I spent last year ignoring the forthcoming vote on Scotland’s future, as the opinion polls showed strong support for no change to the current position. More recently I have taken an interest, as the polls have narrowed. I have also commented that the “Better together” campaign is a bit negative in some of its content and tone, and might be more successful if it was positive and sought to ally feelings to “facts” about economic matters.
So maybe today I should ask what will happen and what should happen, if the unlikely event occurs and the Yes campaign wins for splitting the UK.
The first thing that should happen is all MPs representing Scottish seats in the House of Commons should withdraw from all business relating to the rest of the UK, especially business relating to the negotiation between the rest of the UK and Scotland. The government should pass a Bill excluding Scottish MPs from rest of the UK business if there is no voluntary agreement to this
The second thing is a negotiating team of senior Ministers should equip themselves to negotiate on a wide range of matters that need settling between the two new countries. This will include splitting the state debts and assets, sorting out responsibility for banks and money, the transition to a new currency for Scotland, the transfer of benefits, pensions and other state liabilities to Scotland for their people, and the trade and border arrangements which will apply following the split.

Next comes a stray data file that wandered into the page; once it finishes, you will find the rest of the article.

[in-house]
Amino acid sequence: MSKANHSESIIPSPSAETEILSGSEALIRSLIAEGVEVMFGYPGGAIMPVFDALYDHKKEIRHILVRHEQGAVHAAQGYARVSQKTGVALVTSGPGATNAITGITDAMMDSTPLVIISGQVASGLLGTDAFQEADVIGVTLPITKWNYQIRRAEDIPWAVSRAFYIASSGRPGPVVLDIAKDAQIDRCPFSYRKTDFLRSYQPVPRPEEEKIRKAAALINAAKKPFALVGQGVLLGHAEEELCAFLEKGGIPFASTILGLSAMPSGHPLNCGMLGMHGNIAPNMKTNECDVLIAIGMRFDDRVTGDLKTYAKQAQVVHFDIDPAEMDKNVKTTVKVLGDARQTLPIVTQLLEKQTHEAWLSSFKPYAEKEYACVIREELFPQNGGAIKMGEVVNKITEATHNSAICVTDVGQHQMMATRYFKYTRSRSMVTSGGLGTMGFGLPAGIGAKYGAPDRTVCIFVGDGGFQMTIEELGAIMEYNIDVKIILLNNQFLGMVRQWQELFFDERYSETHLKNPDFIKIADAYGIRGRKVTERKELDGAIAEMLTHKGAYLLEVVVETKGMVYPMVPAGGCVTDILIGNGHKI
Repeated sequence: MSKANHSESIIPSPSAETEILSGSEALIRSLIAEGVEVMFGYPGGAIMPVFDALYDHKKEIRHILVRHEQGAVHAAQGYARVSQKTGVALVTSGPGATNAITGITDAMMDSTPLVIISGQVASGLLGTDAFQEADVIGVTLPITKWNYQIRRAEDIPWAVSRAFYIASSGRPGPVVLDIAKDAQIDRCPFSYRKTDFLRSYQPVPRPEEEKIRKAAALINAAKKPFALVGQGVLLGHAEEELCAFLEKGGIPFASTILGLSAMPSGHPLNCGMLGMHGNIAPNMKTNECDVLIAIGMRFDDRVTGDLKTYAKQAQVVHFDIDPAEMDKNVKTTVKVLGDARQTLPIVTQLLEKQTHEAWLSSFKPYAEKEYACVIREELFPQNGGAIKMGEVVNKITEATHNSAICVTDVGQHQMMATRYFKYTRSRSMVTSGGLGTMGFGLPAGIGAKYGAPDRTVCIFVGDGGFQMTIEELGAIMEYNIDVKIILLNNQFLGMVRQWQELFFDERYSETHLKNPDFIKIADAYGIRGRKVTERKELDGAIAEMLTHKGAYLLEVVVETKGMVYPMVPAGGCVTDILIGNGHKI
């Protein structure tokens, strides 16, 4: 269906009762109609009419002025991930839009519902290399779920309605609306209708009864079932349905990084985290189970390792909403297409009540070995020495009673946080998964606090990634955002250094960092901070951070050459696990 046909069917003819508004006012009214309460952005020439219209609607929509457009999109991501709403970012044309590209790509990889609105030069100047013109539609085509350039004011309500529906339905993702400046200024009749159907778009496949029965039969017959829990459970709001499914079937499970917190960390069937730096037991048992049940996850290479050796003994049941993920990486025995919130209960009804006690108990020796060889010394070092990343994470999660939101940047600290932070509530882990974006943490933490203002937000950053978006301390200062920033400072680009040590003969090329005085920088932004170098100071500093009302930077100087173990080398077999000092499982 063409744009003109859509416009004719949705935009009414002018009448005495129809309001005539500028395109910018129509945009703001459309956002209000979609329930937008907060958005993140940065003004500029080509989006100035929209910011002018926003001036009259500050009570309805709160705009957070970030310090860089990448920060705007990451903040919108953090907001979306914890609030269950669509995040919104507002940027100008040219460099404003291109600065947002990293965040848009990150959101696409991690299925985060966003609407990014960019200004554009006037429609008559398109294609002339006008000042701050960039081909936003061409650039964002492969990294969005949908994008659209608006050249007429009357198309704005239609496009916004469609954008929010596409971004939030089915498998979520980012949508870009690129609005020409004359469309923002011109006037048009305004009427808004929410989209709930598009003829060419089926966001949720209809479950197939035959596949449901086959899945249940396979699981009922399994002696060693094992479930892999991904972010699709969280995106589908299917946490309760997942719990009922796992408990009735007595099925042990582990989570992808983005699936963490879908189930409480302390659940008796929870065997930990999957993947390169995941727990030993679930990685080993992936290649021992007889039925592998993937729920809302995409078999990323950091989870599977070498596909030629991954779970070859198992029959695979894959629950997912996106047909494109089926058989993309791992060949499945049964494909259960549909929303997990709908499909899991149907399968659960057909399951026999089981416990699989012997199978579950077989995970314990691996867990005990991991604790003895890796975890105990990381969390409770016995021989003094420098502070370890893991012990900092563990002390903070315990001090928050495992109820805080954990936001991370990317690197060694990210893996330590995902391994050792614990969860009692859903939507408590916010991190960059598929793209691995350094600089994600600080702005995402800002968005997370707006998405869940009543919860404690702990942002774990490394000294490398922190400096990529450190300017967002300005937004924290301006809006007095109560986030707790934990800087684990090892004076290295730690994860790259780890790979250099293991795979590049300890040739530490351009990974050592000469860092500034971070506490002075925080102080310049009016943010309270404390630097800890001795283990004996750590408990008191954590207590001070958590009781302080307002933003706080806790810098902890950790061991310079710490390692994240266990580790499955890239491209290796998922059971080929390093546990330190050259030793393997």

The third thing is to notify the EU of the need to change our relationship with the EU. Our partners will probably deem the rest of the UK to be the successor state to the UK, but they will want to cut our number of MEPs and our votes around the table. The rest of the UK will need to cut our financial contribution, and may as well regard the exit of Scotland as triggering a much more fundamental renegotiation of our relationship. There will have to be Treaty changes anyway. It would accelerate the task Mr Cameron has set himself for a future Conservative government, and give rise to an IN/Out referendum on possible rest of the UK membership of the EU. Whilst as a Unionist I would prefer a willing Scotland to stay with us, as an Englishman I can see advantages in being able to sort out this wider EU relationship sooner and from a different bargaining position where England’s view is more central.